This requires the learner to watch what the teacher (model) is doing, then imitating this behaviour. Positive or negative reinforcement is needed to ensure that correct behaviours are continued (Fellowes & Oakley, 2011).
The four stages of imitation and modelling include stimulus, response, feedback and reinforcement.
Stimulus - Adult Pam drinking a glass of wine displaying positive pleasurable reactions
Response – Mini Pam drinking glass of wine
Feedback – Adult Pam giving positive verbal and non-verbal responses to Mini Pam
Reinforcement - Adult Pam drinking wine with mini Pam socially resulting in positive peer engagement
This scenario would support the view that the learner is a passive, blank slate, responding to their environmental stimuli.
Behaviourists believe that language is learnt through imitation. The theory, however, does not provide an explanation as to why errors are made when learning a language and trying to grasp the concept of paste tense. An example would be ‘We wented to the movies’ It is also does not account for other forms of learning that do not provide feedback and reinforcement (Kearns, 2010).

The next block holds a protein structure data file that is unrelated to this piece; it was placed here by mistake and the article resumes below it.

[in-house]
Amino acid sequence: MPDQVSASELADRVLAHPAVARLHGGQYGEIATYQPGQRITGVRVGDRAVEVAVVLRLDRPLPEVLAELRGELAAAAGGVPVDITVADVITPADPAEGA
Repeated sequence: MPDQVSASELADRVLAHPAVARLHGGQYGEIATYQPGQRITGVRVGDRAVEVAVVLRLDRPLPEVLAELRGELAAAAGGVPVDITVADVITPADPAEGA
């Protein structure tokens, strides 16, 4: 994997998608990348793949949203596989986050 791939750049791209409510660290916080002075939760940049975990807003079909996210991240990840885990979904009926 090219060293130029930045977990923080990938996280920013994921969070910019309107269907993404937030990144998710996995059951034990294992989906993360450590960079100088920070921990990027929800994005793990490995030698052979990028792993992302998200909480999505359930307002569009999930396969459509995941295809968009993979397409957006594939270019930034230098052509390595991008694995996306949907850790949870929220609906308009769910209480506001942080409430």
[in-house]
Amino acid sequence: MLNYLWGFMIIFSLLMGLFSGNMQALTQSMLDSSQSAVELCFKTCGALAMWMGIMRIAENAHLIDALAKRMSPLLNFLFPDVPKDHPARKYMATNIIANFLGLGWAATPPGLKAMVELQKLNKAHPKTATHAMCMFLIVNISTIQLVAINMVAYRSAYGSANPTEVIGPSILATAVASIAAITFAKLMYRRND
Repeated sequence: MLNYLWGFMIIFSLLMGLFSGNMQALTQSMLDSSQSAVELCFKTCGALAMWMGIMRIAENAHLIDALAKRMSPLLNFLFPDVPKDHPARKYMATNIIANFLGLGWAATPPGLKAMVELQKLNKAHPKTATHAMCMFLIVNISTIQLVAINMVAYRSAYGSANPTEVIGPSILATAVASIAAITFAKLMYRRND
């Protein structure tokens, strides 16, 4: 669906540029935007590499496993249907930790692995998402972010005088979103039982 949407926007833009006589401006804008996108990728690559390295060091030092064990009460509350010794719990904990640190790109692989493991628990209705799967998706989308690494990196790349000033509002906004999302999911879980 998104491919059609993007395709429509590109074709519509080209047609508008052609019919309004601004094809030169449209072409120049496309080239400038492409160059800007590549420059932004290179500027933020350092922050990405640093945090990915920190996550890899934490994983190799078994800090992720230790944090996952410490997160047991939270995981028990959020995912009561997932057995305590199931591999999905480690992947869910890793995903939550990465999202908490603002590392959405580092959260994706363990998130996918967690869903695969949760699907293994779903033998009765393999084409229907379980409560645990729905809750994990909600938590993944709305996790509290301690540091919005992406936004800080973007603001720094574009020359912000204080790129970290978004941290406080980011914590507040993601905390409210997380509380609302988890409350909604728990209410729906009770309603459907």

As discussed, the behaviourist learning theory encapsulates several key elements.
Classical conditioning occurs when a relationship is formed between two separate stimuli, and once combined, results in a particular behaviour.
Contiguity relates to creating meaning through the association of two stimuli, events or sensations, and is closely related to classical conditioning.
Operant conditioning focuses on the positive and negative reinforcement of behaviour through corresponding reward or punishment.
Imitation and modelling refers to the learner copying the behaviour of a model; if the learner receives praise for their imitated behaviour, then they are likely to continue and develop the conduct.
In conclusion, the key elements of the behaviourist theory all relate to the fundamental idea, that behaviour, learning and knowledge acquisition is consequential, based on a cause-and-effect relationship that is influenced by the learner’s environment.
AMY "MMM BEER" WHITE
TANYA "CAT IN A HAT" TODD
PAMELA "SUNNIES" SWEENEY
VANESSA "LAB RAT" FROGLEY
EMMA "PRETTY IT UP" VANDYK